The PreViBOSS results were used to provide the fog formation probability in real time, following the evolution of observed parameters, in a decision assistance tool developed by HYGEOS. For example on 15 November 2011, the radiative fog formation probability started to increase 2 hours before the fog formation (Fig. 3), and reached almost 100% 30 minutes before. The PreViBOSS decision tool showed the evolution above the SIRTA but also in a larger region, tens of km around the SIRTA.


Figure 3. Decision tool developed by HYGEOS for the PreViBOSS project. The radiative fog of 15 November 2011 at SIRTA is taken as an example. Arrows and text are added to briefly describe the different graphs.

cloud type index CT = 1: clear-sky (deep blue)

CT = 2: very low clouds

CT=3: low clouds (green)

CT=4-5: mid and high thick clouds

CT=6: high thin clouds (cirrus) (red-orange)

CT=7: scattered


Animations are proposed for several situations:

Succeeded nowcasting of a developed fog (scenarion F1): 15 November 2011

False alarm of a developed fog (scenario F1): 13 November 2011

Missed fog, starting as a thin fog (scenario U5), and then developing in th vertical direction: 01 November 2011

Succeeded nowcasting of a thin fog and false alarm, under cloud-free sky (scenario F2): 19 November 2011

Succeeded nowcasting of a thin and short fog under cirrus (scenarii F3 and F7): 20 November 2011 and 21 November 2011

False alarm of a thin fog under cirrus (scenario F3): 28 November 2011



II) Enhanced extinction of visible radiation due to hydrated aerosols in mist and fog

The PreVIBOSS project also  assesses the contribution of aerosols to the extinction of visible radiation in the mist-fog-mist cycle. Relative humidity is large in the mist-fog-mist cycle, and aerosols most efficient in interacting with visible radiation are hydrated and compose the accumulation mode. Measurements of the microphysical and optical properties of these hydrated aerosols with diameters larger than 400 nm were carried out under ambient conditions. Eleven mist-fog-mist cycles were observed in November 2011 at SIRTA, with a cumulated fog duration of 95 h, and a cumulated mist-fog-mist cycle duration of 240 h.

In mist, aerosols grew by taking up water at relative humidities larger than 93%, causing a visibility decrease below 5 km. While visibility decreased down to few km, the mean size of the hydrated aerosols increased, and their number concentration (Nha) increased from approximately 160 to approximately 600 cm-3. When fog formed, droplets became the strongest contributors to visible radiation extinction, and liquid water content (LWC) increased beyond 7 mg/m3. Hydrated aerosols of the accumulation mode co-existed with droplets, as interstitial non-activated aerosols. Their size continued to increase, and some aerosols achieved diameters larger than 2.5 micrometers. The mean transition diameter between the aerosol accumulation mode and the small droplet mode was 4.0±1.1 micrometers. Nha also increased on average by 60% after fog formation. Consequently the mean contribution to extinction in fog was 20±15% from hydrated aerosols smaller than 2.5 micrometers and 6±7% from larger aerosols. The standard deviation was large because of the large variability of Nha in fog, which could be smaller than in mist or three times larger.  Fig. 4 shows such variability for three mist-fog-mist cycles, as well as the variability in fog droplet contributions and in consecutive total particle extinction coefficient.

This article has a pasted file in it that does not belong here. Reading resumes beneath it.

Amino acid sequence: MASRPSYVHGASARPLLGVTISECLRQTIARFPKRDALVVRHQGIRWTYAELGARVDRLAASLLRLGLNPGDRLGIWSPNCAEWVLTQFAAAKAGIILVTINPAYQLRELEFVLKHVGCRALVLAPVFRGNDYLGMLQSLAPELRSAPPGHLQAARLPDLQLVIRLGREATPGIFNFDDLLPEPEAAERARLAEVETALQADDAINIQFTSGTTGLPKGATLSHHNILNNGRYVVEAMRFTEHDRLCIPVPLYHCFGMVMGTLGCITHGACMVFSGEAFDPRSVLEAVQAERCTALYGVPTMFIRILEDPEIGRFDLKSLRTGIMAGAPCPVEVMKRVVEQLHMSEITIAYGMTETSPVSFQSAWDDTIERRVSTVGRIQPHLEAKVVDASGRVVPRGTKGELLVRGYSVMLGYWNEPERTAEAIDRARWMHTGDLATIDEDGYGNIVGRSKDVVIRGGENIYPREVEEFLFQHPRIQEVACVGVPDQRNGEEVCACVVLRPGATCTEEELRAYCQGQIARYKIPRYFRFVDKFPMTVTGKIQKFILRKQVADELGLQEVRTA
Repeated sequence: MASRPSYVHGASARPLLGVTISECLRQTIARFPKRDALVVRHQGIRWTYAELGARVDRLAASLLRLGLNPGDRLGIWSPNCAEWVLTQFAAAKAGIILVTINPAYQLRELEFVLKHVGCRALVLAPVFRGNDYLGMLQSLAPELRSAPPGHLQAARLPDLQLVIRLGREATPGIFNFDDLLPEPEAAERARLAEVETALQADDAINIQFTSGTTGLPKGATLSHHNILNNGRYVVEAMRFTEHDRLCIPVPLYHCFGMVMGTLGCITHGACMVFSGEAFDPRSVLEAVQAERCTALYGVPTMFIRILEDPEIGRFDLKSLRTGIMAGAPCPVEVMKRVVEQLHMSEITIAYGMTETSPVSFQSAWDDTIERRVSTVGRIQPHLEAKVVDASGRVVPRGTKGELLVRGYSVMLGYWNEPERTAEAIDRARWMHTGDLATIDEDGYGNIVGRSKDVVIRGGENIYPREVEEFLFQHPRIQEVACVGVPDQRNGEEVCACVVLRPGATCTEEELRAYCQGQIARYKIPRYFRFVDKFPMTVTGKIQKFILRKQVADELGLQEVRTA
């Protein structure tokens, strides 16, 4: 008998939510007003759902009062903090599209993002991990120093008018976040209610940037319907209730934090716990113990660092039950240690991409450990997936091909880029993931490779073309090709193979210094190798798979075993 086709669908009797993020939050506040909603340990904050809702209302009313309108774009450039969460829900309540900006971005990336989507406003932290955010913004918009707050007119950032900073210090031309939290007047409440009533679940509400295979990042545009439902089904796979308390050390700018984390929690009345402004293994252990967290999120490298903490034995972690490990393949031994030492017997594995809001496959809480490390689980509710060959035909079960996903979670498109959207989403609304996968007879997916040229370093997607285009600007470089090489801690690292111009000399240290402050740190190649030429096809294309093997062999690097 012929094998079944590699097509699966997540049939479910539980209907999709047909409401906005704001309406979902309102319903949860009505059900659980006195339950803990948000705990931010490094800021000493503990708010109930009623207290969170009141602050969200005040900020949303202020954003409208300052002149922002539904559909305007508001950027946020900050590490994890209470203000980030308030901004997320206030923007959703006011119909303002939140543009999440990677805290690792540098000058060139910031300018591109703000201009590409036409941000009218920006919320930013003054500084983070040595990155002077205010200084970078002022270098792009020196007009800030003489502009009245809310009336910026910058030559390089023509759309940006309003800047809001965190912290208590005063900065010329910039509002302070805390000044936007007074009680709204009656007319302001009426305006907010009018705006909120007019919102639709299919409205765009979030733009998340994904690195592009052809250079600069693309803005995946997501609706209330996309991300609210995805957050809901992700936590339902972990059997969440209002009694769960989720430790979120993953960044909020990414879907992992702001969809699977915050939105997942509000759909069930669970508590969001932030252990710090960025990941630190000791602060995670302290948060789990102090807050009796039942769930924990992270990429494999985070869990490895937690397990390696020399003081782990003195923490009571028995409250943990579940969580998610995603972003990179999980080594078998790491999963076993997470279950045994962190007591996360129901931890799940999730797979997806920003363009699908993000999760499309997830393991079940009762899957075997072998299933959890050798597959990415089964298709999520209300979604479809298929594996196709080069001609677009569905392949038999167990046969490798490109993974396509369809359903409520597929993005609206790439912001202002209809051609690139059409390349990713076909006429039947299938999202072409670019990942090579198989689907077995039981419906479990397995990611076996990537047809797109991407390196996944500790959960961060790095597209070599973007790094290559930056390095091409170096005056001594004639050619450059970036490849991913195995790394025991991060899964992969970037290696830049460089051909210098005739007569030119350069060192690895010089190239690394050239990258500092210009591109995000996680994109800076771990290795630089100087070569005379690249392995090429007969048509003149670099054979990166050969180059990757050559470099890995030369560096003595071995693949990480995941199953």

Figure 4. contribution of particles in different size range to the total particle extinction coefficient, during 3 mist-fog-mist cycles of November 2011 at SIRTA..


The particle extinction coefficient in fog can be computed as the sum of a droplet component and an aerosol component, which can be approximated by 3.5 Nha (Nha in cm-3 and particle extinction coefficient in Mm-1). We observed an influence of the main formation process on Nha, but not on the contribution to fog extinction by aerosols. Indeed, in fogs formed by stratus lowering (STL), the mean Nha was 360±140 cm-3, close to the value observed in mist, while in fogs formed by nocturnal radiative cooling under cloud-free sky (RAD), the mean Nha was 600±350 cm-3. But because visibility (extinction) in fog was also lower (larger) in RAD than in STL fogs, the contribution by aerosols to extinction depended little on the fog formation process. Similarly, the proportion of hydrated aerosols over all aerosols (dry and hydrated) did not depend on the fog formation process.

Measurements showed that visibility in RAD fogs was smaller than in STL fogs due to three factors: 1) LWC was larger in RAD than in STL fogs; 2) droplets were smaller; 3) hydrated aerosols composing the accumulation mode were more numerous.  A paper with peer-review was submitted.















Project manager: Thierry Elias / HYGEOS